If what many Christians believe about God is true, then the West, Texas disaster (like every disaster) was actually good–”designed, ordained and governed by God” necessarily means “good” in a Christian worldview. Something God designs, ordains and governs (the key is “designs”) has to be good in the larger scheme of things. I say “in a Christian worldview” because I take it for granted that every true Christian believes that God is absolutely, unequivocally good. I have only heard of one Christian theologian who believed in a “dark side” of God to explain evil and innocent suffering. Needless to say, he was widely dismissed as a crank by liberals and conservatives alike. The vast majority, ninety-nine and forty-four one hundredth percent of all Christians the world over, Calvinists and Arminians, Lutherans and Catholics, Pentecostals and Eastern Orthodox agree on one thing–God is good.
But what does “God is good” mean? To some Christians “God is good” means “whatever God does is automatically good just because he’s God.” I call that view “nominalism/voluntarism.” Not all who hold that view use that label, but it seems to me the best one–drawing from the stock of philosophical and theological terms and concepts. So that’s the label I will use for it.
Other Christians mean that God is eternally, immutably good in himself and his good character governs what he does. He can’t lie, for example. It’s not that he just chooses not to; he literally can’t because he is truth itself. Whatever God does is good because he is good; he cannot do wrong. However, some who hold this view (“realist” with regard to God’s nature) believe that things we perceive as disasters and evils are designed, ordained and governed by God. To them, the West fertilizer plant explosion (which devastated a nursing home and killed several first responders and injured children and wiped out a large portion of a town) was from God in the sense that it was designed, ordained and governed by God. God didn’t just know it was going to happen and didn’t just permit it; God planned it and wanted it to happen (even if he regretted its necessity) and directly or indirectly caused it. Many would say God didn’t cause it because they appeal to secondary causes, but if one asks about it’s ultimate cause they will explain that God is the ultimate cause of whatever happens.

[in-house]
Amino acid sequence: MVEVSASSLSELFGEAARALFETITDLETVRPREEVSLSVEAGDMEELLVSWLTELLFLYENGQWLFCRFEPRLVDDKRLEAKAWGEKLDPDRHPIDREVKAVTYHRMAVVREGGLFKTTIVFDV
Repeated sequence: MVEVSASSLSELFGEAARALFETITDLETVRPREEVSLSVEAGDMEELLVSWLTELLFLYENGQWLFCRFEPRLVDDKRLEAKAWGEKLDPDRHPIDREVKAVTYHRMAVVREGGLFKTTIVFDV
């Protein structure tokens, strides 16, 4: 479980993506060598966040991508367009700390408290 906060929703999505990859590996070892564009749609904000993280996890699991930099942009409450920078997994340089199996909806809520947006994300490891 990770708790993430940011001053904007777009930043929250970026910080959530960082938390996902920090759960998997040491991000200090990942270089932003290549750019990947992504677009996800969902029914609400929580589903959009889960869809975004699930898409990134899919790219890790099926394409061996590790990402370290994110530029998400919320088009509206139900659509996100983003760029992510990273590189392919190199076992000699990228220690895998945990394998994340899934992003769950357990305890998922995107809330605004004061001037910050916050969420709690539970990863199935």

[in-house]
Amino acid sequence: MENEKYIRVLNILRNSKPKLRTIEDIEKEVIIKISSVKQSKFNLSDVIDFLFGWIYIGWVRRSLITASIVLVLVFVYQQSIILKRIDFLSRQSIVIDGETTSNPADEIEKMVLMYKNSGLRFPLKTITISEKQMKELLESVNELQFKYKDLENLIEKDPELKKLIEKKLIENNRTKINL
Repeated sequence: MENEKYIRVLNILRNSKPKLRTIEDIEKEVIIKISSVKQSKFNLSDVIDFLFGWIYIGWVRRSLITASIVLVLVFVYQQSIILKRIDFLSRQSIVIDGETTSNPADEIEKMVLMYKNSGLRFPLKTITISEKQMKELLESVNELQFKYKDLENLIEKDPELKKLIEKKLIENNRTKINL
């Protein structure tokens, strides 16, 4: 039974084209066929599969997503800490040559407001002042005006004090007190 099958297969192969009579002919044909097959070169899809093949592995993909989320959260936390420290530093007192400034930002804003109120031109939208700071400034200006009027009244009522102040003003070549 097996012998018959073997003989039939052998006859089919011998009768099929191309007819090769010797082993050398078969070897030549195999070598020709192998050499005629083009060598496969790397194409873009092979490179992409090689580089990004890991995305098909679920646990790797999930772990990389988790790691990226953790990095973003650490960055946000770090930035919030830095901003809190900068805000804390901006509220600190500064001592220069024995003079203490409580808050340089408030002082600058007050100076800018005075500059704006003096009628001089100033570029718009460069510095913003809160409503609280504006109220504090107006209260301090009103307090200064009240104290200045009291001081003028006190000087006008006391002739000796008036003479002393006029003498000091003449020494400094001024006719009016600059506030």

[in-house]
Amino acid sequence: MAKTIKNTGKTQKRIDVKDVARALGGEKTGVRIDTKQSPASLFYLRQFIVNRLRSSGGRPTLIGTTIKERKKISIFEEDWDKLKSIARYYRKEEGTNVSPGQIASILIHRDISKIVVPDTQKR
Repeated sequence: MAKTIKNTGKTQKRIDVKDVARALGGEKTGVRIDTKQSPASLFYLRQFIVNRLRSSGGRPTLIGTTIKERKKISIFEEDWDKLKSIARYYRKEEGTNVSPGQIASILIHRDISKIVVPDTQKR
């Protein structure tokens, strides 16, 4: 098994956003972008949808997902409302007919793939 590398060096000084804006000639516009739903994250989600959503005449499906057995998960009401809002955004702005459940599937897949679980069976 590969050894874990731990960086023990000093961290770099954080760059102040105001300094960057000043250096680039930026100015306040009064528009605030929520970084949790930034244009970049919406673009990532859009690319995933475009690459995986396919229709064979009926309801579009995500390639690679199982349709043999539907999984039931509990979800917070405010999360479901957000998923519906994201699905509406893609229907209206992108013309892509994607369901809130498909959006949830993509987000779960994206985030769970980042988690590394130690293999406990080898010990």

Relational sovereignty is a collection of views of God and worldly events that makes room for things to happen that God does not design, ordain or govern except (with regard to govern) to permit. In my opinion, relational sovereignty includes many perspectives about the details but all agree that not everything that happens, and especially not evil, is designed, ordained and governed by God.
I call the belief that everything that happens is designed, ordained and governed by God “meticulous providence” by which I mean “divine determinism.” Why not just call it “divine determinism?” Because many of its adherents hate that terminology. I try to avoid it as much as possible and only use it when I have space (as in Against Calvinism) to explain what I mean by it. (R. C. Sproul objects strongly to anyone calling his view “determinism” because he equates that with belief in external coercion. However, the dictionary definition of “determinism” does not limit it to that.)